Mason Educators Train Teachers from 20 Countries
Posted: March 20, 2014 at 5:00 am, Last Updated: March 24, 2014 at 6:57 am
By Colleen Kearney Rich
Mona Abdelgawad Moftah teaches English at El Nasr Boys School in Alexandria, Egypt. Pecos Nanje Mafani teaches history and citizenship at the Bilingual Grammar School Molyko in Buea, Cameroon. For the past 18 years, Vayahoua Diomande has taught English and literature at Lycee Moderne INAGOHI in San Pedro, Cote d’Ivoire.
These teachers were part of a group representing 20 different countries visiting the United States and George Mason University for six weeks this winter as part of a U.S. Department of State grant.
Since 2007, George Mason’s College of Education and Human Development (CEHD) has received Teaching Excellence and Achievement (TEA) grants from the State Department’s Bureau of Educational and Cultural Affairs to provide secondary school teachers from around the globe with professional development opportunities.
CEHD professor Farnoosh Shahrokhi is the lead on the grant. She originally became involved with the State Department program in the mid-2000s. The initial purpose of these programs was to assist newly democratic nations and encourage teacher exchanges. Since then, the program has expanded to include many more countries.
Argentina, Bolivia, Ecuador, India, Iraq, Kazakhstan, Nicaragua, Nigeria, Pakistan, Panama, Peru, Senegal, Turkey and Venezuela were some of the other countries represented by the 2014 TEA fellows.
During the six weeks, Shahrokhi and her colleagues provided training in teaching methodologies, curriculum development and education leadership, as well as teaching with technology and English as a second language research, methods and assessment. CEHD professors Supriya Baily, Priscilla Norton, Dawn Hathaway and Beverly Woody worked with Shahrokhi this year.
In addition to participating in short seminars on various topics, each teacher was assigned a teacher partner from a local Fairfax County, Va., public middle or high school — Oakton High School, Westfield High School, Robinson Secondary School or Holmes Middle School — to work with in their classrooms for eight days.
“The [FCPS] teachers in the schools really go out of their way to make the TEA fellows feel welcome,” says Shahrokhi.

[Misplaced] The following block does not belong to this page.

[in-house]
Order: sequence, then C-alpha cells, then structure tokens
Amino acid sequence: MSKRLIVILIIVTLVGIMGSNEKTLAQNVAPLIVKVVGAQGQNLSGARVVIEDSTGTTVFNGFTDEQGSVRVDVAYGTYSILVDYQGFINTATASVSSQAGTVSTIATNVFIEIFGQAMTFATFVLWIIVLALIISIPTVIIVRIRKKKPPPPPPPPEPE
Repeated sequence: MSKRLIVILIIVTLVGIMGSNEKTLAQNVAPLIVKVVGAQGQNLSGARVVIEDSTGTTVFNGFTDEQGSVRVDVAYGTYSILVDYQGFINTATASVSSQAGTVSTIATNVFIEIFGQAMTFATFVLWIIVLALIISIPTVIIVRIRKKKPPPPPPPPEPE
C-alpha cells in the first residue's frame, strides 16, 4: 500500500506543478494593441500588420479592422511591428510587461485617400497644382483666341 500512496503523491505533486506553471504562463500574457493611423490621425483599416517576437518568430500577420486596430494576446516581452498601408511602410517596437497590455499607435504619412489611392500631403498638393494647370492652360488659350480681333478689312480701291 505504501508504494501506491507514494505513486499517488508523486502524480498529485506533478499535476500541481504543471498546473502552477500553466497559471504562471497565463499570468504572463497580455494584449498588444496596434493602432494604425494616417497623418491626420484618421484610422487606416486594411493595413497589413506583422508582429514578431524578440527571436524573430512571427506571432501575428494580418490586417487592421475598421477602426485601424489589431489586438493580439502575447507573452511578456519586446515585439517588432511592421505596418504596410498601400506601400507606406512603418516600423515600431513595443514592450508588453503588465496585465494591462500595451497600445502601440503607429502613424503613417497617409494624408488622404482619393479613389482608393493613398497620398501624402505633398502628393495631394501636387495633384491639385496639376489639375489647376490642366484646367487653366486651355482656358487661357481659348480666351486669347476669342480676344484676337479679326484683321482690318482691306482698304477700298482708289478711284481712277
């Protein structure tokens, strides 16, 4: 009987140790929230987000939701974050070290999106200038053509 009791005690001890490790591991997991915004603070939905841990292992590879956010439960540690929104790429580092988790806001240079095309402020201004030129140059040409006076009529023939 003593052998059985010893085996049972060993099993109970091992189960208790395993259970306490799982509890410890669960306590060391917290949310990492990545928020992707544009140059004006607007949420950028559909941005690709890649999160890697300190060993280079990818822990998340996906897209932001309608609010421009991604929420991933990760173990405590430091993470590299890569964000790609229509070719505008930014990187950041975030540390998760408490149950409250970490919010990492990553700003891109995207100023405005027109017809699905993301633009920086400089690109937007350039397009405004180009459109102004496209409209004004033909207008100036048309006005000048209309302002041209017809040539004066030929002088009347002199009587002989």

During the almost two weeks in the public schools working with their host teacher and interacting with American students, the visiting teachers attended school events like basketball games, wrestling matches and field trips, including ones to Washington, D.C., with their host classes.
“These experiences are priceless for the teachers,” says Shahrokhi. “They really help them to understand the culture and the U.S. school system.”
During their time here, the visiting teachers also traveled as a group to tour a high school and meet with school administrators in rural Frederick County, Va. “This school is often more like the schools where the fellows teach in their home country. It gives them another perspective of the U.S. education system,” says Shahrokhi.
On the weekends, the fellows took tours of Mount Vernon and the Library of Congress and visited Baltimore and Alexandria. They even took a quick shopping trip to the Tysons Corner Center mall and were invited to a few of the faculty members’ homes for meals and to meet more informally.
“It was an absolute delight working with Letis. She was eager to learn about our school environment and enthusiastic about seeing a variety of classes,” says Robinson Secondary teacher Rebecca Berman. “As with most TEA fellows, Letis brought a new perspective to the classroom. Even something as simple as the size of her country and community, compared with Virginia, was new and interesting for my students to learn. This is my fifth year working with a TEA fellow, and each year has been a great experience.”
Write to Colleen Kearney Rich at email@example.com